Democrat wins Alabama special election considered bellwether on IVF, abortion


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Democrat Marilyn Lands won an Alabama legislature special election on Tuesday considered a bellwether contest on abortion and in vitro fertilization (IVF) ahead of the 2024 November elections. 

Lands, who made reproductive rights a centerpiece of her campaign in deep red Alabama early on by launching an ad in which she shared the story of her own abortion decades ago, defeated Republican Teddy Powell to win the open seat for state House District 10, the Associated Press reported, citing unofficial returns Tuesday. 

“Well I am so excited to get down to Montgomery, and I think this is a giant step forward for Alabama. I think it’s a victory tonight for women, for families, for Alabama in general,” Lands said on camera. “I want to get down there and repeal the bad ban on no exceptions abortion, I want to protect IVF and contraception, but I also want to be a champion for healthcare, mental healthcare but healthcare in general. I really feel like we need somebody down in Montgomery who understands mental health issues, and I’m that one.” 

The suburban district, encompassing parts of Huntsville and Madison, is considered one of the deep red state’s few purple swing seats. The position was vacated when former Republican state Rep. David Cole pleaded guilty to voter fraud last year amid allegations he rented a closet-size space to fraudulently run for office in a district where he did not live. 

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Marilyn Lands smiles in Huntsville

Democratic candidate Marilyn Lands walked the streets in the suburbs in Huntsville, Alabama looking to convince voters to support her on March 20, 2024. (Michael S. Williamson/The Washington Post via Getty Images)

Powell, a member of the Madison City Council, issued a statement conceding the race and congratulating Lands on her victory. 

The rare victory for Democrats in the Deep South state, where Republicans hold all statewide offices and hold a lopsided majority in the Alabama Legislature, comes after the state Supreme Court ruled that frozen embryos created during fertility treatments should be considered as having the same status as children under state law in wrongful death lawsuits. 

Alabama Gov. Kay Ivey, a Republican, signed a bill into law earlier this month protecting IVF treatments after the February decision prompted some fertility clinics to pause their procedures.

The ruling was issued in a pair of wrongful death cases brought by three couples whose frozen embryos were destroyed at a fertility clinic when a patient from the hospital walked into the storage area, removed the embryos from a cryogenic freezer and dropped them on the ground. 

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Republican candidate Teddy Powell walked the streets in the suburbs in Huntsville, Alabama, on March 20, 2024.  (Michael S. Williamson/The Washington Post via Getty Images)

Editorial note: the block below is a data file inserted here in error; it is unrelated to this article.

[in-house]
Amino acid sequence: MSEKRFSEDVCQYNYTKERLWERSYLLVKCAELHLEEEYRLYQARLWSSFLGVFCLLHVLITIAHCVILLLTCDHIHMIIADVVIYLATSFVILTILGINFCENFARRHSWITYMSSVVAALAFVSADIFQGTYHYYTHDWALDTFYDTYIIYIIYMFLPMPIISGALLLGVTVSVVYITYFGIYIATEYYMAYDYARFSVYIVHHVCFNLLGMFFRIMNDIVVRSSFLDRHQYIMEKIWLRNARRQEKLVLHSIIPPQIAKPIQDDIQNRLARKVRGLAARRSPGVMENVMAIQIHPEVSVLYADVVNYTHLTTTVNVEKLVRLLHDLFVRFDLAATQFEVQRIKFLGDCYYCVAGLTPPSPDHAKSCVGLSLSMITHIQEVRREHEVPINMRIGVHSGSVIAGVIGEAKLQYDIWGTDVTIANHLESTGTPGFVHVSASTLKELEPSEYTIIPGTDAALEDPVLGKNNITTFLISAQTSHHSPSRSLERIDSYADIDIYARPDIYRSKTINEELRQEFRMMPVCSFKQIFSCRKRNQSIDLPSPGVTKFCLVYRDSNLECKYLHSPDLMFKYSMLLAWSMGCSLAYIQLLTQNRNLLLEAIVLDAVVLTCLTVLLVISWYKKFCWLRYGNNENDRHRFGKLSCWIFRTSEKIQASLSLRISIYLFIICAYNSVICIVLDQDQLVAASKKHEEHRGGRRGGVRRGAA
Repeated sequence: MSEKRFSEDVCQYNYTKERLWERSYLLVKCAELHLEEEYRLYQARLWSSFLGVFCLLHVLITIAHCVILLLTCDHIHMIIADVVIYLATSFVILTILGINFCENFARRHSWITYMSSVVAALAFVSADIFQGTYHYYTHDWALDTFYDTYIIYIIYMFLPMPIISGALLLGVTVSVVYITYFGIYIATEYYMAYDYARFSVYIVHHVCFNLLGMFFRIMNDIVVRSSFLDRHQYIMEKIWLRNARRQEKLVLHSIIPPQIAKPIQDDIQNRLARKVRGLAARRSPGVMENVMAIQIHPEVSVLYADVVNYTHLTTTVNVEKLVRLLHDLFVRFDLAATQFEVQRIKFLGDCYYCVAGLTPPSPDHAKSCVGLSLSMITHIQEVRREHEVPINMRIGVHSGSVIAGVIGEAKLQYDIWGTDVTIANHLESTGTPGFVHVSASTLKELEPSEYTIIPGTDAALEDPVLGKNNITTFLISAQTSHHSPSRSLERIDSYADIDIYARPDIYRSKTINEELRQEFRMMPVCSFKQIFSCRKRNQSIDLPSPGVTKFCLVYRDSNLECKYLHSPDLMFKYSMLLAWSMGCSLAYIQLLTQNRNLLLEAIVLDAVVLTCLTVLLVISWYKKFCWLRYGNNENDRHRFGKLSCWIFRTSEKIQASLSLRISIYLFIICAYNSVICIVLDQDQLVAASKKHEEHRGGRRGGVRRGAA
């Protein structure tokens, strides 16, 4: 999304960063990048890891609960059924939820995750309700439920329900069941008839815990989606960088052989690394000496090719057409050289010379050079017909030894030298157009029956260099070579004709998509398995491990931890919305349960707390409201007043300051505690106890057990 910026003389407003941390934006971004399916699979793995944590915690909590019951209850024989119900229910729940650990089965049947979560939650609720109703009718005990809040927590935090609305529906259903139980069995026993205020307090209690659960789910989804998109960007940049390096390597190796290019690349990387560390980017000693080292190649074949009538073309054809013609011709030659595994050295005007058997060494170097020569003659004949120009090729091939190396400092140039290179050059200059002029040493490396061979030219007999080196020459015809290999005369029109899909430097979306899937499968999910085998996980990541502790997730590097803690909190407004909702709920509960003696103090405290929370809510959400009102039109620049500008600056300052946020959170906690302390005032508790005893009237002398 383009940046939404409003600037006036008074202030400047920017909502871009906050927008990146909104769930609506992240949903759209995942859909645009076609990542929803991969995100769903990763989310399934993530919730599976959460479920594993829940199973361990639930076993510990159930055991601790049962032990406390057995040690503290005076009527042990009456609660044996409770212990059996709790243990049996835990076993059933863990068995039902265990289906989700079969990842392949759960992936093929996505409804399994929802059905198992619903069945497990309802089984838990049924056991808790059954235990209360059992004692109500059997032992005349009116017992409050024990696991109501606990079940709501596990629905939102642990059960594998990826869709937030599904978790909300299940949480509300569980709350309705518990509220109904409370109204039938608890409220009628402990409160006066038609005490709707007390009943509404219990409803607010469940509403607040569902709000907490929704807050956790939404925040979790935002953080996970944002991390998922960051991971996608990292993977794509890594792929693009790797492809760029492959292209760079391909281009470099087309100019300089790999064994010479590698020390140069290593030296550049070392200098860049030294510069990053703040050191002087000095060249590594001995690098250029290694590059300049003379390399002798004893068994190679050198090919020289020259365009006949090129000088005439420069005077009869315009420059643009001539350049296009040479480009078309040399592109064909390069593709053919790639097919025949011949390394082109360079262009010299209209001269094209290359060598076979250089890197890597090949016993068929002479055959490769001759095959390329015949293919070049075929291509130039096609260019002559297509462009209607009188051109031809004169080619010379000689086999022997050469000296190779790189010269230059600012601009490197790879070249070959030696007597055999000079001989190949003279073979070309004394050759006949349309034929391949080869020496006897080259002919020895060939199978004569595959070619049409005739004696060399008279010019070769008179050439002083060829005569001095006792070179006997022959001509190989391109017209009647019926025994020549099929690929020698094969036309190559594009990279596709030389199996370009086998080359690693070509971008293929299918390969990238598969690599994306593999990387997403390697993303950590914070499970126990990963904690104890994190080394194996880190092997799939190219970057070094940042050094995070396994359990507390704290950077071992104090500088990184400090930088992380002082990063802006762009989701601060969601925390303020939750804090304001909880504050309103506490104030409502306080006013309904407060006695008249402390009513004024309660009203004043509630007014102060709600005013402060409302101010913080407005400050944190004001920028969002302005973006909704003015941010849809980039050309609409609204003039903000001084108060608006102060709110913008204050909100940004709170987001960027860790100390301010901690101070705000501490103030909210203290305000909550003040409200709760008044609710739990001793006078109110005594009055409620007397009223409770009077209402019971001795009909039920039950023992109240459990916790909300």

The decision resulted in a flury of warnings about the potential impact on fertility treatments and the freezing of embryos, which had previously been considered property by the courts.

Republicans, including former President Trump, came out in support of protecting access to IVF after the ruling. 

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But Lands’ campaign also centered on Alabama’s ban on most abortion procedures ushered in after the U.S. Supreme Court overturned Roe v. Wade. 

Abortion supporters at Biden's state of the union address

Maria Shriver holds hands with First Lady Jill Biden as Kate Cox, who was denied an abortion by the Texas Supreme Court, and Latorya Beasley, who had an IVF embryo transfer canceled following the recent Alabama Supreme Court decision, look on during the State of the Union in Washington, D.C., on March 7, 2024.  (ANDREW CABALLERO-REYNOLDS/AFP via Getty Images)

Democratic Legislative Campaign Committee President Heather Williams called the victory a “political earthquake in Alabama.”

“This special election is a harbinger of things to come. Republicans across the country have been put on notice that there are consequences to attacks on IVF – from the bluest blue state to the reddest red, voters are choosing to fight for their fundamental freedoms by electing Democrats across the country,” Williams said.

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Lands, a licensed counselor, unsuccessfully ran for the seat in 2022, losing by seven points to Cole. She will finish the term and will be up for election in 2026 when the governor’s office and other races will be on the ballot. Her opponent Powell, a former Defense Department budget analyst, had leaned into issues including the economy and infrastructure while Lands centered on abortion and IVF. 

The Associated Press contributed to this report. 



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